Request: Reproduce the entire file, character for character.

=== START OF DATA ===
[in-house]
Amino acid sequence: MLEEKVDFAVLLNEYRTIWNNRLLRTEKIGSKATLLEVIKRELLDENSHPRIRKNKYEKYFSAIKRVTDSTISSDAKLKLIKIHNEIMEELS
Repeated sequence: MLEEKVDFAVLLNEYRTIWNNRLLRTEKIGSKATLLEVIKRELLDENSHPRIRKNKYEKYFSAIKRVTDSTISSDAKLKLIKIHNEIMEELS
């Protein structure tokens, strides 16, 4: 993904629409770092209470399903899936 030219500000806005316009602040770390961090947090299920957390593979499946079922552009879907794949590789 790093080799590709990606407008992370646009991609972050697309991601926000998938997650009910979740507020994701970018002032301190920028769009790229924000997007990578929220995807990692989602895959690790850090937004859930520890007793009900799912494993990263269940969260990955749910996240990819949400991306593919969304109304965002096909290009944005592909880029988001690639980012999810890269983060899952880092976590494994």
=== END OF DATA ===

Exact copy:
[in-house]
Amino acid sequence: MLEEKVDFAVLLNEYRTIWNNRLLRTEKIGSKATLLEVIKRELLDENSHPRIRKNKYEKYFSAIKRVTDSTISSDAKLKLIKIHNEIMEELS
Repeated sequence: MLEEKVDFAVLLNEYRTIWNNRLLRTEKIGSKATLLEVIKRELLDENSHPRIRKNKYEKYFSAIKRVTDSTISSDAKLKLIKIHNEIMEELS
């Protein structure tokens, strides 16, 4: 993904629409770092209470399903899936 030219500000806005316009602040770390961090947090299920957390593979499946079922552009879907794949590789 790093080799590709990606407008992370646009991609972050697309991601926000998938997650009910979740507020994701970018002032301190920028769009790229924000997007990578929220995807990692989602895959690790850090937004859930520890007793009900799912494993990263269940969260990955749910996240990819949400991306593919969304109304965002096909290009944005592909880029988001690639980012999810890269983060899952880092976590494994």